Practical Rifle has been around since the late 1800's but the development of firearms technology and the impact of the self-loading rifle ban following the Hungerford tragedy have guided the sport into its current format.
Pete Bloom summarised practical rifle in his book Practical Rifle Marksmanship as:
'...shooting at any sized target at any range from any position, all within the practical capabilities of the modern rifle. In essence practical rifle is about shooting at fleeting or indistinct targets...as opposed to the shooter being given a long exposure in which to fire a deliberate shot from a stable and comfortable position'.
Practical rifle courses of fire are often shot on MoD ranges using standard Fig. 11, 12, 12c and 14 silhouette targetry (or their NRA equivalents). The targets are usually mounted on hand held frames so that the butt crew can give the shooters short 3 to 5 second exposures or present targets that move across the width of the shooters 'lane'.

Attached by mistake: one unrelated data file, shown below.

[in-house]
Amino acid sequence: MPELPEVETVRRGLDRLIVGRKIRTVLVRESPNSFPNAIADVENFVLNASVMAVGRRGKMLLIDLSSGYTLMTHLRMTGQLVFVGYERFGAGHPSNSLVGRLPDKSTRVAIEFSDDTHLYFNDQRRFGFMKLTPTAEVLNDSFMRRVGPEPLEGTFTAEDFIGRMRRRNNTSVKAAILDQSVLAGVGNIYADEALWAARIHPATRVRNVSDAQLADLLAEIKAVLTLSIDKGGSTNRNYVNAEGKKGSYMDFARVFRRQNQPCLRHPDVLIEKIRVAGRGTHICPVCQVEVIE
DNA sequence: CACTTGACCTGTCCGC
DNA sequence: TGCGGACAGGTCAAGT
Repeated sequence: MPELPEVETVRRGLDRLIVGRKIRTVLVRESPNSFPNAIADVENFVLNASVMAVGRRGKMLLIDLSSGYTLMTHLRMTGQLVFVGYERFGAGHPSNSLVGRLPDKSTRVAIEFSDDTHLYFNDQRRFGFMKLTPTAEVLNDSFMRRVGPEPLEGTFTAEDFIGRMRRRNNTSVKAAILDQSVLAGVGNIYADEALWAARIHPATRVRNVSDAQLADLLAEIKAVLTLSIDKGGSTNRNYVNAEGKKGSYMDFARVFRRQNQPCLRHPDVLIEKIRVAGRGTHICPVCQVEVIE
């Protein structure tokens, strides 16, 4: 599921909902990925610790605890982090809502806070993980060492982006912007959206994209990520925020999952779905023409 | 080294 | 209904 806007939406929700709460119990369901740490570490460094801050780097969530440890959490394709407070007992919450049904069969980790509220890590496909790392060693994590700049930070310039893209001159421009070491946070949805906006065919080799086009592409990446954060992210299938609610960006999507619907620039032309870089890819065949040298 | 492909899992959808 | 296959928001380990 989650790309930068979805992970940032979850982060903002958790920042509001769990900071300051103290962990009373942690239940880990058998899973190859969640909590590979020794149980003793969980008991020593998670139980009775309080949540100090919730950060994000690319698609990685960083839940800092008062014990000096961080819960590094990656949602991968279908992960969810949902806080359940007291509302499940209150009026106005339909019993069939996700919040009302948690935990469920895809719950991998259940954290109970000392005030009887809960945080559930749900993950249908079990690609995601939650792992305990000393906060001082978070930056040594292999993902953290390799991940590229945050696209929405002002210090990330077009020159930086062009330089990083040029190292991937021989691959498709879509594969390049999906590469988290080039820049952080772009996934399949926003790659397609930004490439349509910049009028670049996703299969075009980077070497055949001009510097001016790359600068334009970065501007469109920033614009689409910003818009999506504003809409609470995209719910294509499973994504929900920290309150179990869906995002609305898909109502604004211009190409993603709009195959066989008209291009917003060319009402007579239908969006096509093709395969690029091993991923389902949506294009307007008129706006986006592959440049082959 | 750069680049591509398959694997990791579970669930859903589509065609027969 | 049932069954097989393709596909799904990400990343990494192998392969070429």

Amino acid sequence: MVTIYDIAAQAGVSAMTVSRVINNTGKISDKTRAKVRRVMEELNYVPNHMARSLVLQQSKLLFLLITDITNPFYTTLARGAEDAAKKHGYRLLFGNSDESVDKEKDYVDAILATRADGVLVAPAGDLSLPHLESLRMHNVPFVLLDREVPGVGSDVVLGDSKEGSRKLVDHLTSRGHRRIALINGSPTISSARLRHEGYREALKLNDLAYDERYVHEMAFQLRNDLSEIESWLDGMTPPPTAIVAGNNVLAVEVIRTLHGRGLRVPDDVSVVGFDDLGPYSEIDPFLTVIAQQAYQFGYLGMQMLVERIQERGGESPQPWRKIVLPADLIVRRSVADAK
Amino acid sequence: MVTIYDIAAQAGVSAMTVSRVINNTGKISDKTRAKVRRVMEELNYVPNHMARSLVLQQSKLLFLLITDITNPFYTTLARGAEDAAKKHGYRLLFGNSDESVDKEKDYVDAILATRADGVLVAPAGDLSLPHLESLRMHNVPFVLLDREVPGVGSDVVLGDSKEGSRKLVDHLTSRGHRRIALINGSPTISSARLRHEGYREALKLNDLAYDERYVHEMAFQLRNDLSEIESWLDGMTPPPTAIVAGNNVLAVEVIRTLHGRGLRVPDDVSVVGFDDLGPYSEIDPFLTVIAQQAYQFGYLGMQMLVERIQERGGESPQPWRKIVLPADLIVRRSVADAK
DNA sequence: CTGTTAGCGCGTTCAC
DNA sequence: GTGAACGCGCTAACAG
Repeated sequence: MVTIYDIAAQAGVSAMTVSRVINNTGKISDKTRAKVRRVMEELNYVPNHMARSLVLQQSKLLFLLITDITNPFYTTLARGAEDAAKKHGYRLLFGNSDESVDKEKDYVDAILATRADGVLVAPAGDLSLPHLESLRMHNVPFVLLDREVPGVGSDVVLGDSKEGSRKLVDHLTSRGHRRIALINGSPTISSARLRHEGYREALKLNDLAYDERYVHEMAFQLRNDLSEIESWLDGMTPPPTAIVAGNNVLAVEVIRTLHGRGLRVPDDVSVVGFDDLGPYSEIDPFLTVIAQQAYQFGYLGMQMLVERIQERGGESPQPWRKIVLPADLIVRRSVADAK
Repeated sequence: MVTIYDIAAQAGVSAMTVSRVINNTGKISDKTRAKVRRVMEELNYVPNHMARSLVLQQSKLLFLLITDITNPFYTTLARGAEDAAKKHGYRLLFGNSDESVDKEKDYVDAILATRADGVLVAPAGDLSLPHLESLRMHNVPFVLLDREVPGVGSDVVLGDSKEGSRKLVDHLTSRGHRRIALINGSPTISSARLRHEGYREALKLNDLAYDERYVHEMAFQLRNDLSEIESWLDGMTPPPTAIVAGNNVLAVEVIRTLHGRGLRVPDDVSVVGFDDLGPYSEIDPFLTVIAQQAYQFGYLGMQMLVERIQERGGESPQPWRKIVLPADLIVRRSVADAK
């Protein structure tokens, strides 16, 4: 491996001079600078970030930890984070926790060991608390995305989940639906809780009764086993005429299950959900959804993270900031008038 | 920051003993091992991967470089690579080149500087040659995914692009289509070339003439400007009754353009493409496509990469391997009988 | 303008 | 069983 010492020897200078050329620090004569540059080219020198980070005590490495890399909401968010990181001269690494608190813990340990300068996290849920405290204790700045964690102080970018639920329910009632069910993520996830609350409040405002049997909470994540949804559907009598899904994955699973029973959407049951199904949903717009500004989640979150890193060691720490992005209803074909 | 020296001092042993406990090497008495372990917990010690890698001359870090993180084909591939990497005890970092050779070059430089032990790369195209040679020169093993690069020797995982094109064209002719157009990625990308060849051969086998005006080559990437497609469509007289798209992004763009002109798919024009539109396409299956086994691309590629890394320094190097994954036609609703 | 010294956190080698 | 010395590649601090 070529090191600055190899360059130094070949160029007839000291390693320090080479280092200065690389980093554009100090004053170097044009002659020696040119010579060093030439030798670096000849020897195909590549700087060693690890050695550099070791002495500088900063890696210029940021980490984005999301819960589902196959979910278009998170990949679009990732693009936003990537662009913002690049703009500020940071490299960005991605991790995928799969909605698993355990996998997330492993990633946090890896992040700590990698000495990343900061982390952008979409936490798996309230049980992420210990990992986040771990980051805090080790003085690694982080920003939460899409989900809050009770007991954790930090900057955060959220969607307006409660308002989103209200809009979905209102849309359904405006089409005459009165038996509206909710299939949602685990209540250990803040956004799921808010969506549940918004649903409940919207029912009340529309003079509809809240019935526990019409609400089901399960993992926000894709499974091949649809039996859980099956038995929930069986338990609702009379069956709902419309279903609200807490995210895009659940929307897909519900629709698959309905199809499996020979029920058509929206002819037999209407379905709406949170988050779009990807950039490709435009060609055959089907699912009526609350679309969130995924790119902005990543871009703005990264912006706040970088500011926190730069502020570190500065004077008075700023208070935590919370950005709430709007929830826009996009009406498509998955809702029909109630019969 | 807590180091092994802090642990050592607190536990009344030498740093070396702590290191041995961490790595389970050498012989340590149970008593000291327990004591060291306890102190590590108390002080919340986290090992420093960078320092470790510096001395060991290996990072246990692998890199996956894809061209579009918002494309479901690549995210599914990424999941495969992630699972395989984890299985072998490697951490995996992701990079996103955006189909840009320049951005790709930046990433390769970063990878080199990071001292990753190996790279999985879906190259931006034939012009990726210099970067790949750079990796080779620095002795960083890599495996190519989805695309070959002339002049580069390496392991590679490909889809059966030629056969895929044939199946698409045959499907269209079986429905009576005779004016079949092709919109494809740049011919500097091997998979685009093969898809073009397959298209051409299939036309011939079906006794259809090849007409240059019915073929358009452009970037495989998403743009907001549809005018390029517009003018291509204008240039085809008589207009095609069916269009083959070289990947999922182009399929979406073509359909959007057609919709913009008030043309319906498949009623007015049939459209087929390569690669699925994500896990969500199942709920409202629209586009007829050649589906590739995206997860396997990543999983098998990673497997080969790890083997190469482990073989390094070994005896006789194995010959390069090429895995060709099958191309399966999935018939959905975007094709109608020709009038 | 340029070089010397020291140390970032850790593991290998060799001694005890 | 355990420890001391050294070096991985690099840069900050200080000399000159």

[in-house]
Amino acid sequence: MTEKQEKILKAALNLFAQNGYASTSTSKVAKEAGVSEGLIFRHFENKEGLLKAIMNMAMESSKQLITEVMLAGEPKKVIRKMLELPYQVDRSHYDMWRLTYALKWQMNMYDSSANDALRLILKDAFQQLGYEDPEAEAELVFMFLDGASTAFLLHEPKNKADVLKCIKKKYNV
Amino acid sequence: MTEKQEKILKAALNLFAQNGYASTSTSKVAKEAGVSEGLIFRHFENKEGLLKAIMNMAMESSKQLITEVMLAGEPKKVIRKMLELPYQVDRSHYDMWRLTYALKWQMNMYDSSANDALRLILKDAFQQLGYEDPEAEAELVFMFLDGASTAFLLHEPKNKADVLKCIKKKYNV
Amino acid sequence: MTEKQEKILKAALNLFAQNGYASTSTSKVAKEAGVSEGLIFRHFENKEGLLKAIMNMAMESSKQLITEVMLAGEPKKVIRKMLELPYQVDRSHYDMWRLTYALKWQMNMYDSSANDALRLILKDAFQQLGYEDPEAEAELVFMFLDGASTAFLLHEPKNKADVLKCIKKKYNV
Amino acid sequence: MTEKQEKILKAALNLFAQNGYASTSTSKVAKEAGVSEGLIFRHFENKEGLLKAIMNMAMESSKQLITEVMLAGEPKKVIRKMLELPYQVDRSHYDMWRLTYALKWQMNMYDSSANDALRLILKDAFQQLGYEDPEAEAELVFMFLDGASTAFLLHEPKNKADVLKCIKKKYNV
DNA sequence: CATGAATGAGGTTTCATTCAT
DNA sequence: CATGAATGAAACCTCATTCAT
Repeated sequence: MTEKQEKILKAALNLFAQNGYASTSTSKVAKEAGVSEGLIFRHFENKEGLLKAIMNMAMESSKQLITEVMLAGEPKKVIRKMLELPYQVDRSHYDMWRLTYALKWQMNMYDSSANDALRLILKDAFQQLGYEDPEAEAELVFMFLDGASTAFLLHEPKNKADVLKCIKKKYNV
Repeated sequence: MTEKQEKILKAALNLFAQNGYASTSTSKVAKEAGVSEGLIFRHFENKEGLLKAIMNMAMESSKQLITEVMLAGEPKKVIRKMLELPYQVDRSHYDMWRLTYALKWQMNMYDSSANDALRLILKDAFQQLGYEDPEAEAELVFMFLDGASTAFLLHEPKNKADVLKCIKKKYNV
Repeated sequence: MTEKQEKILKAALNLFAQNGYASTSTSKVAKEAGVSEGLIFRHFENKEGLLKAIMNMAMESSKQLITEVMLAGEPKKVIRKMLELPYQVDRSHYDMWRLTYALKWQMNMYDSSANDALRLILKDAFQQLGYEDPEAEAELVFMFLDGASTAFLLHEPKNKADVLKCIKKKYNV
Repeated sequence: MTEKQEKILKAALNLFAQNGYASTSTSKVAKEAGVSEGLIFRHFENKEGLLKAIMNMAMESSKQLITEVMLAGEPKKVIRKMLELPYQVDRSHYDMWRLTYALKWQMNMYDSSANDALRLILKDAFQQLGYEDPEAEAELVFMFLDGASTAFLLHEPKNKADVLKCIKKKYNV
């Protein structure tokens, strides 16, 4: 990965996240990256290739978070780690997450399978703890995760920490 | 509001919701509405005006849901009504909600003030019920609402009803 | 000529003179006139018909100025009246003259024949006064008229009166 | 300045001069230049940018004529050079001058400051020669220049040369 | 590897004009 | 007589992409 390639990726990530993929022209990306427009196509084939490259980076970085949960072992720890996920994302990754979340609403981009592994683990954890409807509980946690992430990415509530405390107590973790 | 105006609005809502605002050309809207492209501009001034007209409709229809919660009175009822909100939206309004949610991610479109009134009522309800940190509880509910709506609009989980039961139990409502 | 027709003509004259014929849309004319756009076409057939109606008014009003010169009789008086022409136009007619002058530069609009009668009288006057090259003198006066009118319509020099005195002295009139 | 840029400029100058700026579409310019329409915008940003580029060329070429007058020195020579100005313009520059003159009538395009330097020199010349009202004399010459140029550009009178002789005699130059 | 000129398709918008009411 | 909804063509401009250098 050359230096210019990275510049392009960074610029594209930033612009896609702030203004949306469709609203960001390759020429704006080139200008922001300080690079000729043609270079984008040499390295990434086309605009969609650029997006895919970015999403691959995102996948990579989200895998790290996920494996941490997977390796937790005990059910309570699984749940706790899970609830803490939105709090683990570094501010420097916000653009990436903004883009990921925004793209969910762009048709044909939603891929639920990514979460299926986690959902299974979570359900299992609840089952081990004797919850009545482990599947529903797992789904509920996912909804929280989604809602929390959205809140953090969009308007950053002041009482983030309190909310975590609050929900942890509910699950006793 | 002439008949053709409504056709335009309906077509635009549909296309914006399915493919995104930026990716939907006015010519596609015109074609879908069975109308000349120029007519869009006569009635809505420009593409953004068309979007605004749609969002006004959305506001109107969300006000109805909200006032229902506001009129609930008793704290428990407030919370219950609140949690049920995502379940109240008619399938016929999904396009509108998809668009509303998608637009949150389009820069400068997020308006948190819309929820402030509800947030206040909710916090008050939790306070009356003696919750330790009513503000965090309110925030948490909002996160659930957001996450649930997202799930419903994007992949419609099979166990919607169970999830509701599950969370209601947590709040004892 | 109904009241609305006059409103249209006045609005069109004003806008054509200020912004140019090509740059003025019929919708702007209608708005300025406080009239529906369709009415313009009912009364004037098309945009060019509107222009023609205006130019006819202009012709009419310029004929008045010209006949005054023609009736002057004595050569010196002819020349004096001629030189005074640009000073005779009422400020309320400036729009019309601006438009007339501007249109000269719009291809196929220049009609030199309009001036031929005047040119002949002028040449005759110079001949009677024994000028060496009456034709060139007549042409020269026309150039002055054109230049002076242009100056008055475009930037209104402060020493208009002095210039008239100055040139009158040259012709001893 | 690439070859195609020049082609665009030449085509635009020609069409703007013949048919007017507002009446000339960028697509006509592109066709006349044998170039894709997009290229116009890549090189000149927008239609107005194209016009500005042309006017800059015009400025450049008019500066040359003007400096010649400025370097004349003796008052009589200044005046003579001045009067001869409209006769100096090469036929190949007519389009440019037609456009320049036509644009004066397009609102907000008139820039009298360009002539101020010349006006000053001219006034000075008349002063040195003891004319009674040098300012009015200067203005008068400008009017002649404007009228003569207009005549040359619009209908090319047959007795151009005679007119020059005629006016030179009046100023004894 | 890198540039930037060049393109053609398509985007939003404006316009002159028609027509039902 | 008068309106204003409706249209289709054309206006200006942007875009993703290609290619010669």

Most practical rifle matches are shot over several distances anywhere between 100 to 1,000yards and each practice may require 10, 20 or 30 rounds. A practical rifle match such as The Kemble will require upto 150 rounds in total spread over 6 or 7 practices.
Shooters are often required to change position (e.g. standing, kneeling, squatting, prone), move between firing points, shoot round barricades and shoot left and right handed. Most practices will involve several changes in position and some will involve all combinations listed above including a compulsory magazine change.
In summary, practical rifle involves, quick thinking, good observation skills and some degree of physical exertion in addition to good shooting and rifle handling techniques.
Top Image: Advancing to the firing point to shoot around a barricade (ie the white post)
Bottom Image: Shooter at the Standing Ready Alert position waiting for a pop up target. Note that each shooter has their own range safety officer (in addition to the Chief Range Officer)